When he arrived there was hardly anyone about. It was the dreary main street of a nondescript suburb within a city noted for its blandness. He took up a position in the civic square, began to speak, but the few passers-by who bothered to notice ignored the rantings of yet another zealot, so commonplace here of late. He needed a larger forum. At the intersection of Broadway and 42nd the throngs were endless, but oblivious. It was the same around Place de Gaulle, they spun by with barely a swivel. On the Plaza de Mayo there was no hope of attracting attention. Outside the Kremlin was gloom, a total absence of interest. On Tienanmen the police waved everyone on. In Trafalgar Square only the thin pigeons listened. At Bennelong Point the youngsters laughed and gestured. In New Delhi, Johannesburg, Jakarta, impossible to get a word in. He took stock. Maybe a more sharply targeted approach? But inside the Masjid al-Haram, around the Kaaba, the crush of the faithful was deafening. In front of San Pietro they were all too preoccupied taking pictures. The Kotel, at the foot of the Temple Mount, was a wall of impenetrable supplicants. He was close to despair, or a demeanour to that effect. He ascended the great golden Dome, arms upraised in salutation, a thousand colours rainbowing the sky. His voice boomed out. The pilgrims, their eyes dazzled, scattered, afraid of a terrorist attack. Angry now, He decided on a small show of force.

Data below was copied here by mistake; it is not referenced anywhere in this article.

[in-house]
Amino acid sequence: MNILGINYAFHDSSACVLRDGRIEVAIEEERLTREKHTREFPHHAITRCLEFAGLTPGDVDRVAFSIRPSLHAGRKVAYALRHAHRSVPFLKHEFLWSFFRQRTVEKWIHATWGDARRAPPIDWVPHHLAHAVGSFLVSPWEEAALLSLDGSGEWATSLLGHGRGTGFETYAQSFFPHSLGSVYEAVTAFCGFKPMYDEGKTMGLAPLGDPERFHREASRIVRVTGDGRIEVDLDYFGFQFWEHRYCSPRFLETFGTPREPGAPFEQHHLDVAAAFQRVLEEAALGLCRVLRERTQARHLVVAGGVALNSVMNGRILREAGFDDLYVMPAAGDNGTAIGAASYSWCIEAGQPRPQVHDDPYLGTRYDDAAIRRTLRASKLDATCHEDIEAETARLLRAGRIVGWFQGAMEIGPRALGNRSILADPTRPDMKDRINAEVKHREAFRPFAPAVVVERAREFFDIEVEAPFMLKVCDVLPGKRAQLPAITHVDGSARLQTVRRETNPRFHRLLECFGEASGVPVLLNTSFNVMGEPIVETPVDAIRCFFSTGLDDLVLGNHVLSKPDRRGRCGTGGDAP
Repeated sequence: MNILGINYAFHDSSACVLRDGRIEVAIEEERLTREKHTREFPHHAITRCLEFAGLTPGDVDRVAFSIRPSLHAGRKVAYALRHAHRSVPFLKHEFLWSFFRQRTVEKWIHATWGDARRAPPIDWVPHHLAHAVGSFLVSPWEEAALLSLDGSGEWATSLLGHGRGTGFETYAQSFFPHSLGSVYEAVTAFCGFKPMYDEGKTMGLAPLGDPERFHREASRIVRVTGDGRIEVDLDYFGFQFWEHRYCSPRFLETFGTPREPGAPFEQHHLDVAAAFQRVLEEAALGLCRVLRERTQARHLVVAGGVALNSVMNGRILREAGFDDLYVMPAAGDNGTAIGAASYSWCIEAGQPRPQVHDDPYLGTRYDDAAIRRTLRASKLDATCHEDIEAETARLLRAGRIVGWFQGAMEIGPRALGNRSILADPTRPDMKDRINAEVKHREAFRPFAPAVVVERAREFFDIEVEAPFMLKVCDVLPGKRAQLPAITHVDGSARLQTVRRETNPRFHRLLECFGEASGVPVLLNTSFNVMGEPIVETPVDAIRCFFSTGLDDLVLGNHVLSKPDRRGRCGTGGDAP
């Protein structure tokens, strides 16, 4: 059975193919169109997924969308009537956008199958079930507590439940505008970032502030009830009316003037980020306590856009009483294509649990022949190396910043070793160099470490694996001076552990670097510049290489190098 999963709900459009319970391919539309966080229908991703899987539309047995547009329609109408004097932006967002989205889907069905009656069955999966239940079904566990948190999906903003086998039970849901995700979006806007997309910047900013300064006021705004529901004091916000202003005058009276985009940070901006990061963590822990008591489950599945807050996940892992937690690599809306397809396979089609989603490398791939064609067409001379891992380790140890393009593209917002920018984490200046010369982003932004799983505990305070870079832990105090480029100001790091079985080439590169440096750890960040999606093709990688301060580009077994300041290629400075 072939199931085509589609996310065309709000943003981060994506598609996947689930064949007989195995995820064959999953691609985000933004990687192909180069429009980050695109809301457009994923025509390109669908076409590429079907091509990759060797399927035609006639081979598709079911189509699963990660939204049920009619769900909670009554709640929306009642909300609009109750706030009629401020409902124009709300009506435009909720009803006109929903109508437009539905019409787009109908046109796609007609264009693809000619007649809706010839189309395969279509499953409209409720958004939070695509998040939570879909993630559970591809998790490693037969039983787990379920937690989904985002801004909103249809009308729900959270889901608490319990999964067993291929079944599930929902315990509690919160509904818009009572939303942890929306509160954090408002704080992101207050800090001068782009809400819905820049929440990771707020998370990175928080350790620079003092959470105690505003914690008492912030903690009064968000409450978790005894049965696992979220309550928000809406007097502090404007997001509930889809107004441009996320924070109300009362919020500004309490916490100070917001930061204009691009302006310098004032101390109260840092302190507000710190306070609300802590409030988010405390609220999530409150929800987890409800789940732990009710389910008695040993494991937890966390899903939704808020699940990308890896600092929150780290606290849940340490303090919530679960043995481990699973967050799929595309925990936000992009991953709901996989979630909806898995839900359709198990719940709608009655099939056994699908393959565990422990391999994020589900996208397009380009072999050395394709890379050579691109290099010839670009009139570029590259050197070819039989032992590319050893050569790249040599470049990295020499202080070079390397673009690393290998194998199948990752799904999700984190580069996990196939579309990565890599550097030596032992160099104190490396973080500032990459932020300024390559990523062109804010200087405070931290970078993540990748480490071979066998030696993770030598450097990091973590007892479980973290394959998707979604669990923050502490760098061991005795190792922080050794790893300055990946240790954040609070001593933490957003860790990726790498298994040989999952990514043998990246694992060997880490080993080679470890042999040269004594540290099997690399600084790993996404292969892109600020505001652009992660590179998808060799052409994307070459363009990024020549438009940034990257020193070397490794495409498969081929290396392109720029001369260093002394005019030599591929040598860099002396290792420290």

“Can you count?” my father used to say. “Then don’t count on it!” But I always have, I do. I count the spaces between the spokes of hubs; plums on a plate, the final cherries in the shallows of a dish, an olympiad of apples huddled in a bowl; spilt beans (though seldom jellies in a coloured jar); the numbered pages of books, not neglecting all non-arabic prelims; my blessings; my situps on the bedroom rug; the lines in a poem, especially tens and fourteens; the words of an autograph on any given sheet; the rows ahead of us in the concert-hall; the minutes and seconds of a song; the airbrushed magazine-moments at a medical appointment running late; any deficit short of the nearest ton; twelves, and multiples of six and forty-eight; the movements in a mass, the dances of suites; the steps of a monument I need to climb. I study billboards, shopsigns, the sides of trams; I zebra-cross in time to metronomes of green; outwait the red behind the wheel by waiting for the flashes of the car in front and my own clicks to coalesce; compute the sums of numberplates, the tallyings of addresses and phones; I add together (maybe my cardinal sin) the alphabetic values of the letters in a word or name, totalling up the digits, and then again, till the mystical Quersumme is attained. Periodically I calculate my son’s guitars. One day I’ll take the plunge and count the stars